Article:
For the fourth year the Guyana Institute of Historical Research has hosted yet another annual conference dedicated to sharing history and opinions.
The conference was held at the National Library Conference Room, recently. It brought together historians, researchers, educators, teachers and students. The theme bringing this group together this year is ‘History and Cricket’.
This year’s guest speaker was Mr. Roger Harper, former Vice-Captain of the West Indies Cricket Team.
Presenters at the one-day event included Mr. Hilbert Foster, son of former Guyana and West Indies player Basil Butcher.
Foster’s contribution looked at the outstanding contributions of Basil Butcher and Rohan Khanai. Sports journalist Edwin Seeraj gave a presentation on Indian-Guyanese cricketers and cricket clubs. Giving a little female perspective to the discussions was the presentation by Ms. Emily Dodson, President of the Guyana Association of Women Lawyers and a national female umpire.
This year’s theme ‘History and Cricket’ was examined within the context of the sports other contributing factors that have determined its outcome over the years; these included factors such as education, politics and culture.
The day’s proceedings were divided into four panels each chaired by an eminent personality. The first panel was chaired by columnist and University lecturer, Freddie Kissoon, the second by Mr. Loris Heywood of the CARICOM Secretariat, the third by Professor Emeritus Dr. Clive Thomas. And the last by Dr. Melissa Ifill of the University of Guyana.
The other presenters for the day included Physical Educator Mr. Nicholas Fraser of the Allied Arts Department of the Ministry of Education whose topic was ‘A history of sports education with specific reference to Guyana’. Presenting on General elections and ethnic relations in Guyana was Dr. Thomas Singh of the Institute of Development Studies at the University of Guyana.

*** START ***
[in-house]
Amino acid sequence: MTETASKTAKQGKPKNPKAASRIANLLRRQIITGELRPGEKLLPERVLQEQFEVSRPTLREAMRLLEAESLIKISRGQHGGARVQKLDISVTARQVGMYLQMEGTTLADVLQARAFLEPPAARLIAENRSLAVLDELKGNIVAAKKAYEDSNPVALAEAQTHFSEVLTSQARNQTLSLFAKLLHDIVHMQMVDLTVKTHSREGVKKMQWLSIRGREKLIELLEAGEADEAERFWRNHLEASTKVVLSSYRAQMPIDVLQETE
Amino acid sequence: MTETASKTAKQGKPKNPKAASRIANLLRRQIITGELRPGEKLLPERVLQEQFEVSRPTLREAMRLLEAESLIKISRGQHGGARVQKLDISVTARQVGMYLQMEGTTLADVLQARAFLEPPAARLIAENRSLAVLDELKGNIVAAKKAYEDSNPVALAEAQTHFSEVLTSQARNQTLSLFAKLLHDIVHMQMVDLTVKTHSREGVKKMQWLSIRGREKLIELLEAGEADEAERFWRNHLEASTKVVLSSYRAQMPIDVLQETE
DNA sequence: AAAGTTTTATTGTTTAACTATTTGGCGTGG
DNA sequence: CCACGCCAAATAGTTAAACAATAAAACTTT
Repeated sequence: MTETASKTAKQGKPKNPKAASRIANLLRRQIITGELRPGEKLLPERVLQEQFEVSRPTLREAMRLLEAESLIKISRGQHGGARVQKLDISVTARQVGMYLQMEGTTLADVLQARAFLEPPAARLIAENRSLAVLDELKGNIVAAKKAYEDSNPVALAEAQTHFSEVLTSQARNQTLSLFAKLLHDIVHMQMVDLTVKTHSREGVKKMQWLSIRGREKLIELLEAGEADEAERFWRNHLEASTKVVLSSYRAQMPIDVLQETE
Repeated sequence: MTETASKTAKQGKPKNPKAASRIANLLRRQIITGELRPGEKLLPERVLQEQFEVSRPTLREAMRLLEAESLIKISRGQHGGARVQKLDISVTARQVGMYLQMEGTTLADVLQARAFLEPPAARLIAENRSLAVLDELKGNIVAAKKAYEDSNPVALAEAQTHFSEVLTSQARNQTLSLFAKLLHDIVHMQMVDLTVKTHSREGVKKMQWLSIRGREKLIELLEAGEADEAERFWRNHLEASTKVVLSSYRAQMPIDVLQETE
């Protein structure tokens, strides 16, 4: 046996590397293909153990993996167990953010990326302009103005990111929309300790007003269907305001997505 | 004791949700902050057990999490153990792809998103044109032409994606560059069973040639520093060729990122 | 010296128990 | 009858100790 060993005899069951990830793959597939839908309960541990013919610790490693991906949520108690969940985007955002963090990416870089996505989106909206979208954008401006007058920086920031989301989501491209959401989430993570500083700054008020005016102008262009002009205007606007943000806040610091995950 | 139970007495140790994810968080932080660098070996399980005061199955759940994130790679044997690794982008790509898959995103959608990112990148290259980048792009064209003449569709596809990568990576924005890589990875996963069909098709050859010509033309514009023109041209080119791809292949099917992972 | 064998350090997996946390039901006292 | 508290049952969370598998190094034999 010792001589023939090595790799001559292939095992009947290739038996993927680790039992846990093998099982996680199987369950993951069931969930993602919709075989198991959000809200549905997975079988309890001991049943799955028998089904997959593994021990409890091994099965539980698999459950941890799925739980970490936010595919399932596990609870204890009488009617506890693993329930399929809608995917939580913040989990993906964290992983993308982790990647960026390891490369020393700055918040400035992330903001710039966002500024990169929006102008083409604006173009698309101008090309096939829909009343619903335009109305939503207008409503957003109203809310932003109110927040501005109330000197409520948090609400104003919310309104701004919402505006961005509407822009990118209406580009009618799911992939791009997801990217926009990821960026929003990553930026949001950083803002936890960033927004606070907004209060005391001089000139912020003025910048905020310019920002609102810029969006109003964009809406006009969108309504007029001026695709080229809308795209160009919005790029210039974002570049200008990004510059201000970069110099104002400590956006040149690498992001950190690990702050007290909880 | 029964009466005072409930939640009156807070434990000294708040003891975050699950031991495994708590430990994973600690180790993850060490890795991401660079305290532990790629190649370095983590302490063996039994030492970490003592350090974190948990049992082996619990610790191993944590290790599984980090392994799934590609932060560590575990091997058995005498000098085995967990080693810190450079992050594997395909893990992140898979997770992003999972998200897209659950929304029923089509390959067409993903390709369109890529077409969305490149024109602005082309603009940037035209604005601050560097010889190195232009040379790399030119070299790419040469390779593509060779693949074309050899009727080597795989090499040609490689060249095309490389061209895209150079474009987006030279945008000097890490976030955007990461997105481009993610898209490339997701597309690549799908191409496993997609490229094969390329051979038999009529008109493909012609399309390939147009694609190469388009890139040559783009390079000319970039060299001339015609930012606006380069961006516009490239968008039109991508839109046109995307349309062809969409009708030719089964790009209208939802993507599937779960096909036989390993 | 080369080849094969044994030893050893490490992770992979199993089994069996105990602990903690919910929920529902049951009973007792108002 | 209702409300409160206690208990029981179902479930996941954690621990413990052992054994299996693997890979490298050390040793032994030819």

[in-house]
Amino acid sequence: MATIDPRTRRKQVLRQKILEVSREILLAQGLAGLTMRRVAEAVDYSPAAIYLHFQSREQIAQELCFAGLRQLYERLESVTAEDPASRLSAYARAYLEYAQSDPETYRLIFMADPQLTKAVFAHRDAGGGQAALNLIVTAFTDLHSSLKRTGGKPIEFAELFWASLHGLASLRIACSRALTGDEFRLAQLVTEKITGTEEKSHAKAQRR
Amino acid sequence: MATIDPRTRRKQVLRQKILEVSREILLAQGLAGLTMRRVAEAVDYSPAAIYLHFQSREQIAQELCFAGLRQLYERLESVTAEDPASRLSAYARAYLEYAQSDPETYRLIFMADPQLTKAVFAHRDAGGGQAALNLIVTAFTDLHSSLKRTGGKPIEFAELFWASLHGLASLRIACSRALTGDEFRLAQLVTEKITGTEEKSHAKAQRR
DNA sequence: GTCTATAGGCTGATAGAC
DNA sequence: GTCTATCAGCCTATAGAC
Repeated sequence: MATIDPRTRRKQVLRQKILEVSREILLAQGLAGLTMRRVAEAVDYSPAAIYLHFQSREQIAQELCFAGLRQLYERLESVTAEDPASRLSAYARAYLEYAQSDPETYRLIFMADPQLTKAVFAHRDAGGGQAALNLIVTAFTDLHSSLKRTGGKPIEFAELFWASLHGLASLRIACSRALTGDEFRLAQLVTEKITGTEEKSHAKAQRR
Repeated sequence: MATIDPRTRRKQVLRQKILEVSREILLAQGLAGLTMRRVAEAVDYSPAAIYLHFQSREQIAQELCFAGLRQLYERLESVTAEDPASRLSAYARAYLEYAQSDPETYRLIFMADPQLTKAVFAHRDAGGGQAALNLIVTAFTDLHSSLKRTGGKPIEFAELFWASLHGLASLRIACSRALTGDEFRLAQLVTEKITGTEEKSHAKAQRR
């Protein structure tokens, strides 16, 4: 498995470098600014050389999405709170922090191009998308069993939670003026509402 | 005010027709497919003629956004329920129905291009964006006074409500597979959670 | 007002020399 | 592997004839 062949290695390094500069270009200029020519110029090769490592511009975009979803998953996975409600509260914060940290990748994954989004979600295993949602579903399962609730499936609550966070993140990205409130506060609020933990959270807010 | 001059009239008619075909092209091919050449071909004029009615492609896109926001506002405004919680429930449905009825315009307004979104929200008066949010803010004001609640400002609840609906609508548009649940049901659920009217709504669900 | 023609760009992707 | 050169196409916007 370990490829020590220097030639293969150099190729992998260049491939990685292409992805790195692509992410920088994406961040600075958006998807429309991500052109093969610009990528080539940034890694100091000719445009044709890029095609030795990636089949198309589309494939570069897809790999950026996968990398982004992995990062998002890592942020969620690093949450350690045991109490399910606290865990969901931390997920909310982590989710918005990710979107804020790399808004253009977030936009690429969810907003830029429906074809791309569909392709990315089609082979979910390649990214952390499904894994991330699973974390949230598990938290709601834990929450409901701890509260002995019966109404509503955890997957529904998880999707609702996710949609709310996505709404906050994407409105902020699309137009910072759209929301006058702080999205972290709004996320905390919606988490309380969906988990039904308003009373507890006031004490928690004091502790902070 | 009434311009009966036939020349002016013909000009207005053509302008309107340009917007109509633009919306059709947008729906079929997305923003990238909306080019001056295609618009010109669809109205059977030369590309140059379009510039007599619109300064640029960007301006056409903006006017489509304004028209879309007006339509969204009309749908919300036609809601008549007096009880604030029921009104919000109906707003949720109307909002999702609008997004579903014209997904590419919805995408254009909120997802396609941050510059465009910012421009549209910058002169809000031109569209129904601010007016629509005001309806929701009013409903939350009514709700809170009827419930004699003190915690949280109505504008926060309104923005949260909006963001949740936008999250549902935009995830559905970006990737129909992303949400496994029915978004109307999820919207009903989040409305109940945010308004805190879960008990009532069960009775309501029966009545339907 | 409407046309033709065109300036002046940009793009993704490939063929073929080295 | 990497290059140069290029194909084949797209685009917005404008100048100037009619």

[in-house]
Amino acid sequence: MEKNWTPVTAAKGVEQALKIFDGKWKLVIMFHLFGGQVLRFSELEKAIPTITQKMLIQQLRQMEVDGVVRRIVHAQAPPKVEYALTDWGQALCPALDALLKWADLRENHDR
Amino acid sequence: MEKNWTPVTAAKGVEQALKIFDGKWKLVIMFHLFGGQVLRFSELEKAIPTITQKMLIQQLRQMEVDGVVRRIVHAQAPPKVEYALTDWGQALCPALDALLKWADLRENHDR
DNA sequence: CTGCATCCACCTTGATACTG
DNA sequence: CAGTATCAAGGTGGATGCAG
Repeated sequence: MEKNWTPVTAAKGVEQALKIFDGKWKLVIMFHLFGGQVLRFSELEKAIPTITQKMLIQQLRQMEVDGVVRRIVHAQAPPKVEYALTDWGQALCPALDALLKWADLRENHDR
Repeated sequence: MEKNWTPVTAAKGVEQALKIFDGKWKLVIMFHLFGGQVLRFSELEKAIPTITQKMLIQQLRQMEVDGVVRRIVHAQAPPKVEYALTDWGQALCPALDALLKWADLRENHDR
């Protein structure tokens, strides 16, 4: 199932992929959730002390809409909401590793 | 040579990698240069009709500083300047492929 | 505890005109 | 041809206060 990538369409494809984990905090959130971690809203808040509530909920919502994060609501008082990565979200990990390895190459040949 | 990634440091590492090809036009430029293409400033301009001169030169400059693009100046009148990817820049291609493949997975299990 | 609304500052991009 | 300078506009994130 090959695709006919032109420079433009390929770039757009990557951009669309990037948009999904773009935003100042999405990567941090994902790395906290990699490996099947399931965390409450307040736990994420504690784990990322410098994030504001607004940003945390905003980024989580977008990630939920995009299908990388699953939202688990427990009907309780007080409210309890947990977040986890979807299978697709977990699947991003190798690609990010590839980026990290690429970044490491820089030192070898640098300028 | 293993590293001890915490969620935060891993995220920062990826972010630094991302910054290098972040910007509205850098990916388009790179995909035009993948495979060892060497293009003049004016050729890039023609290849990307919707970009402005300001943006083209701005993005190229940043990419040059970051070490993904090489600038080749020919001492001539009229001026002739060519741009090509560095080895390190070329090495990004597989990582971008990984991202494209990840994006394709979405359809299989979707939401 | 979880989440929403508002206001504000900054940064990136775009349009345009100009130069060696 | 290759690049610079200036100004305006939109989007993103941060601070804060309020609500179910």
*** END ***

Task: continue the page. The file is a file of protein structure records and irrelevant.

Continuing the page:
There were several others such as Mr. Lincoln Lewis, Dr. David Hinds and Dr. Nigel Westmaas.
Director of the Institute, Mrs. Hazel Woolford said in her opening address, “the sport of cricket is entrenched in the national psyche. This conference is one of several distress signals for the sport of cricket to be restored to its former glory locally and internationally.”
She added, “As one moves to establish a new partnership between academia and cricket it is necessary to commit to accessing higher education for our cricketers. This integrated management should stem the exodus of talented Guyanese cricketers to overseas clubs … There will come a time when Guyanese cricketers will be required to access academic training at post secondary institutions …”
Roger Harper, former vice captain of the West Indies, in his feature address at the opening ceremony showed the role that cricket has played in establishing an integral part of the West Indian psyche.
He noted that as times changed from the days of cricket clubs only being open to the whites and regional cricket teams being selected on the basis of race and status to the days when the West Indies Cricket team dominated the game at an international level.
He also went into a brief narrative on the history of the game from its earliest inception to the current form of the sport.
In consideration of the fact that 2011 has been designated the ‘International Year for People of African Descent’ the Institute also included exhibitions from the Museum of African Heritage and ACDA.
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